ADOT researching new technology that could prevent wrong-way crashes

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MESA, AZ (3TV/CBS 5) -

Arizona Department of Transportation officials have installed more than 500 giant, lowered signs at off-ramps around the Valley, warning drivers of the wrong direction of entering a freeway. Now they're taking things a step further, with the help of new technology.

Looking at a scene of a horrific, head-on crash on a freeway, it's hard not to think 'what if' the driver going the right way, had some sort of warning to watch out for a car traveling the wrong direction. Can crashes like this be prevented?

It's that very question ADOT officials are asking themselves, as they work to decrease the number of wrong-way crashes, by exploring new technology, in the form of radar-based detectors.

"What we have to focus on is both detecting a wrong-way vehicle, how fast, and can we plug that potentially into a warning system," spokesman Doug Nintzel explained.

ADOT tested the detectors at two off-ramps along the loop 101 in the west Valley.

"We had an evening where we actually closed the ramps down. That way with the detectors installed the engineers were able to run some test vehicles in the wrong direction on those ramps, to see how those detectors work with some of our computer equipment," Nintzel said.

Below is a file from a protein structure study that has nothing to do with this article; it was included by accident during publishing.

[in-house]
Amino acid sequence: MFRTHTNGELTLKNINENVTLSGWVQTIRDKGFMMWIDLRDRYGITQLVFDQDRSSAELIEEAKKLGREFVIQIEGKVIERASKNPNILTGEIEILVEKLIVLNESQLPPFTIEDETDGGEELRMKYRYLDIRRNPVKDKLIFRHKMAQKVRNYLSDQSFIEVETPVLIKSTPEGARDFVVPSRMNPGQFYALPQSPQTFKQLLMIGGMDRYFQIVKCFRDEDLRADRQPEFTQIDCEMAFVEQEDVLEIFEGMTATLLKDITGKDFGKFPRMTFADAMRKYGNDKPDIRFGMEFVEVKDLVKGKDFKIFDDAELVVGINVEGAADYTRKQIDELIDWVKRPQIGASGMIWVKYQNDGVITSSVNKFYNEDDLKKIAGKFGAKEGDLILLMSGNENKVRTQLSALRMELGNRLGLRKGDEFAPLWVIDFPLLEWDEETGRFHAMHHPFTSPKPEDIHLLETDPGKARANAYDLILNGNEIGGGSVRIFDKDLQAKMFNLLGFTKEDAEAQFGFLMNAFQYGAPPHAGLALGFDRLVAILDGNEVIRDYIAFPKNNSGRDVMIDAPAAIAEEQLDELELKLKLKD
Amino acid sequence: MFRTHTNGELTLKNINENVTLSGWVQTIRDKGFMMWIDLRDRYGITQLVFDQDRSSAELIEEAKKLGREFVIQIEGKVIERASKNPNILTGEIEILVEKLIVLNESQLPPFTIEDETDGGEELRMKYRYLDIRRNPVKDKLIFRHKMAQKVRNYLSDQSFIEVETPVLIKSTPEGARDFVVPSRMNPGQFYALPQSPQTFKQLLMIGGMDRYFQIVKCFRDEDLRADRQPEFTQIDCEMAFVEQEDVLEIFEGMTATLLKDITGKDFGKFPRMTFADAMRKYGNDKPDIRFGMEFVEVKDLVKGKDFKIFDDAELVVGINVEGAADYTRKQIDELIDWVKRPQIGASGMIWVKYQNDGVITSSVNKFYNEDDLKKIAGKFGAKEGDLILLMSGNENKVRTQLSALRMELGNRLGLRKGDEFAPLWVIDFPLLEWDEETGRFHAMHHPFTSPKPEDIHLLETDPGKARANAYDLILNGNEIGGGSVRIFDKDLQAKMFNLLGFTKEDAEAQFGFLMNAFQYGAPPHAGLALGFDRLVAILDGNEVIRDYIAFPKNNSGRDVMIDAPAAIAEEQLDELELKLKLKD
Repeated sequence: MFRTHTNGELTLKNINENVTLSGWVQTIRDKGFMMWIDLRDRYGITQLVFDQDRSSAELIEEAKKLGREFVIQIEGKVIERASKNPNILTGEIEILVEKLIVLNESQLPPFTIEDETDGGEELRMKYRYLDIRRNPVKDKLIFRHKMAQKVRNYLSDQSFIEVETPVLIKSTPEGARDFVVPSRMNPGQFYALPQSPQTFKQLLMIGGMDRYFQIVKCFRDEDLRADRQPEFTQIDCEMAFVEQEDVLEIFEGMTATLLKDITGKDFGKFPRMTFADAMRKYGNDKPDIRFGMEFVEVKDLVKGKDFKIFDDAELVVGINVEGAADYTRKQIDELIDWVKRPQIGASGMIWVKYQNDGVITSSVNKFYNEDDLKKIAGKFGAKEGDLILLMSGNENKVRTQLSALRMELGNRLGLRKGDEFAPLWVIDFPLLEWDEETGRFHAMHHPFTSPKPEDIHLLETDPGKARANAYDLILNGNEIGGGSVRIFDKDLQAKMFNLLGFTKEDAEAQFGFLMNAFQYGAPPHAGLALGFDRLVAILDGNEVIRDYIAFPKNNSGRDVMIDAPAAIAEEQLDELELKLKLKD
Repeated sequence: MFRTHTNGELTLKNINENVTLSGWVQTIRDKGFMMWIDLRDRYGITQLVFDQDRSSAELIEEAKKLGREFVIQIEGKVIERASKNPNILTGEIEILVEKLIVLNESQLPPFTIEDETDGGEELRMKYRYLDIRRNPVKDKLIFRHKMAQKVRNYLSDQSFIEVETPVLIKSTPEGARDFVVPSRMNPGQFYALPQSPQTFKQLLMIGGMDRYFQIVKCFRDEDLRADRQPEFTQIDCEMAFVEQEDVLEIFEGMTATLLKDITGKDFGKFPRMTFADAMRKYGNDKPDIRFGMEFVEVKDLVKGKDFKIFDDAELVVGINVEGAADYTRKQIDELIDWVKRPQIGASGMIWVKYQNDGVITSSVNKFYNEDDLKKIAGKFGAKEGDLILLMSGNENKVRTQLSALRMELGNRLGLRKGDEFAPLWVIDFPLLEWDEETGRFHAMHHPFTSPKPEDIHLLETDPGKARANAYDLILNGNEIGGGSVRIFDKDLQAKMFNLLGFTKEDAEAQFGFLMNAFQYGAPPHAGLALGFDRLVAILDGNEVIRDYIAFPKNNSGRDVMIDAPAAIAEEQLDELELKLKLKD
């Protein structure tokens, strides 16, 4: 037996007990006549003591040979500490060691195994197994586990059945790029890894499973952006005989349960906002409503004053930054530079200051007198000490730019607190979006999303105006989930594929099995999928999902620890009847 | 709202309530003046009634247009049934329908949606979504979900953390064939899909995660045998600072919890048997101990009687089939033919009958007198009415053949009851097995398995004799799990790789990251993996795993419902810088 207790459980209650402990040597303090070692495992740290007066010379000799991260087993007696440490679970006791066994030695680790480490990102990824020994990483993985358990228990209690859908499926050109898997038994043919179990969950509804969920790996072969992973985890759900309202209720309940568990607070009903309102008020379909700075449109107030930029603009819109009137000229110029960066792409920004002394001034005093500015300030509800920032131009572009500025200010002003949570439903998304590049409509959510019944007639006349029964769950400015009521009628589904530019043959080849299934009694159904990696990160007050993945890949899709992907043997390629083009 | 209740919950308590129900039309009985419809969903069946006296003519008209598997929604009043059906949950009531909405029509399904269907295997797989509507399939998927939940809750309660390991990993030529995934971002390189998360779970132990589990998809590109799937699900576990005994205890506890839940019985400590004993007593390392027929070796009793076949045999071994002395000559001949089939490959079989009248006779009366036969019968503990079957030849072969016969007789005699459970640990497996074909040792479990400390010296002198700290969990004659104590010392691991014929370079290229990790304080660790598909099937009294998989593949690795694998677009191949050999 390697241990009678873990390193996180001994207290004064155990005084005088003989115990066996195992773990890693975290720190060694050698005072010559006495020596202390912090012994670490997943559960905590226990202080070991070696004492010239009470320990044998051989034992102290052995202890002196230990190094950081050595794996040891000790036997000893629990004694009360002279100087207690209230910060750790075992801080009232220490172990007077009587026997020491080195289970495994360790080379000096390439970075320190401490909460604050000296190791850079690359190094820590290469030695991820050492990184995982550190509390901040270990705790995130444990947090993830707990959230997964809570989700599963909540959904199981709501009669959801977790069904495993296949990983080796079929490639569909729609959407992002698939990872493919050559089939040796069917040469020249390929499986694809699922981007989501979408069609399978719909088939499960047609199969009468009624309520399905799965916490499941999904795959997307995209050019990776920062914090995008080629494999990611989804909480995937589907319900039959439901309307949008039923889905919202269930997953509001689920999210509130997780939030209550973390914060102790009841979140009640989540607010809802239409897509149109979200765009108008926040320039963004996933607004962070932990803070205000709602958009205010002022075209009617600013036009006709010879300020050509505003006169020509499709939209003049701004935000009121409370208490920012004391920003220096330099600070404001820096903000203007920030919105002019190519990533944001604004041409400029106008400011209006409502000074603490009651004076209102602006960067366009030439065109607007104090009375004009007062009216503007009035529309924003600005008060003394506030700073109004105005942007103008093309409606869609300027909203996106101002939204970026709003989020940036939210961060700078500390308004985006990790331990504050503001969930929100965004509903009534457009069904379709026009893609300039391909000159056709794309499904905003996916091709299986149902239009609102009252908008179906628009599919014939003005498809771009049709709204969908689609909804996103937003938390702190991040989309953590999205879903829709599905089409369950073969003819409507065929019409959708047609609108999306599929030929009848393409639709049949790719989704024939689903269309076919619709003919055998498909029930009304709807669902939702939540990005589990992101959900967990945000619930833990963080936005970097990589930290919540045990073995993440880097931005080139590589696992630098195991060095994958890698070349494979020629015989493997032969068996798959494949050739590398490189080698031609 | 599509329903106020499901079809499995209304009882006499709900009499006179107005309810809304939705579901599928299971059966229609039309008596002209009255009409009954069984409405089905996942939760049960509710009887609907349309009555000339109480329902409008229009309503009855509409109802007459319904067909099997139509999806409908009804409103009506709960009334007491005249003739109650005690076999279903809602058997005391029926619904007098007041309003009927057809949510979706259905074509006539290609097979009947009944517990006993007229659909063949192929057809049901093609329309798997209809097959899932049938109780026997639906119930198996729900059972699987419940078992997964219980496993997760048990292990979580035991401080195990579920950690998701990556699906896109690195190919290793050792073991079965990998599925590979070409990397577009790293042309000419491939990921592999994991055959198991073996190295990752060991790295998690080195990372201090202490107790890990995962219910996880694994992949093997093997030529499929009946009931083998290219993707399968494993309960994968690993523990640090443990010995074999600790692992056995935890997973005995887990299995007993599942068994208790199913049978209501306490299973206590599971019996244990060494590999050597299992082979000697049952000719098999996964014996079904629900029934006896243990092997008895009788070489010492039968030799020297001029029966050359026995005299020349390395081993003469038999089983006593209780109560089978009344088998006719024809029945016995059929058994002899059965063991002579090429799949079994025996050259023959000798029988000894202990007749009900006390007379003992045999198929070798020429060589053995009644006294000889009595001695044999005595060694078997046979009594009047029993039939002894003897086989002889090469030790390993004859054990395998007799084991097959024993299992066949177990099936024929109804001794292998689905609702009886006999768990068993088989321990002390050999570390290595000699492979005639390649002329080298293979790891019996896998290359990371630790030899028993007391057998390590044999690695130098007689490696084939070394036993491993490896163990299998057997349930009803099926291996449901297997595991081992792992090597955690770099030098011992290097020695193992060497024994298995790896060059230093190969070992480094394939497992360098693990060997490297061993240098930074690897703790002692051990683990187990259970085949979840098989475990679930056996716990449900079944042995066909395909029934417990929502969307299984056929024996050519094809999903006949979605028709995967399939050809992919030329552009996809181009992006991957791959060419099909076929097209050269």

What they found, Nintzel said, is promising.

"The detector did pick up the vehicle going the wrong direction, and then that information was sent on to our staff at ADOT," he said.

Since it's impossible to entirely prevent someone from entering the freeway going the wrong direction, Nintzel says, an immediate warning system for any drivers who may be in harm's way, through the help of the freeway overhead signs, could be life-saving.

"ADOT would be warned about it, DPS would be warned about it, and then the potential is there for warning the drivers going the right direction on the freeway," Nintzel said.

While there's no clear answer about how to solve this problem, Nintzel says, detectors are another tool that could help.

The wrong-way detection and warning system technology is part of an ongoing study.

ADOT plans to test detectors from a few different companies over the summer at a variety of locations in the Valley before implementing any permanent changes.

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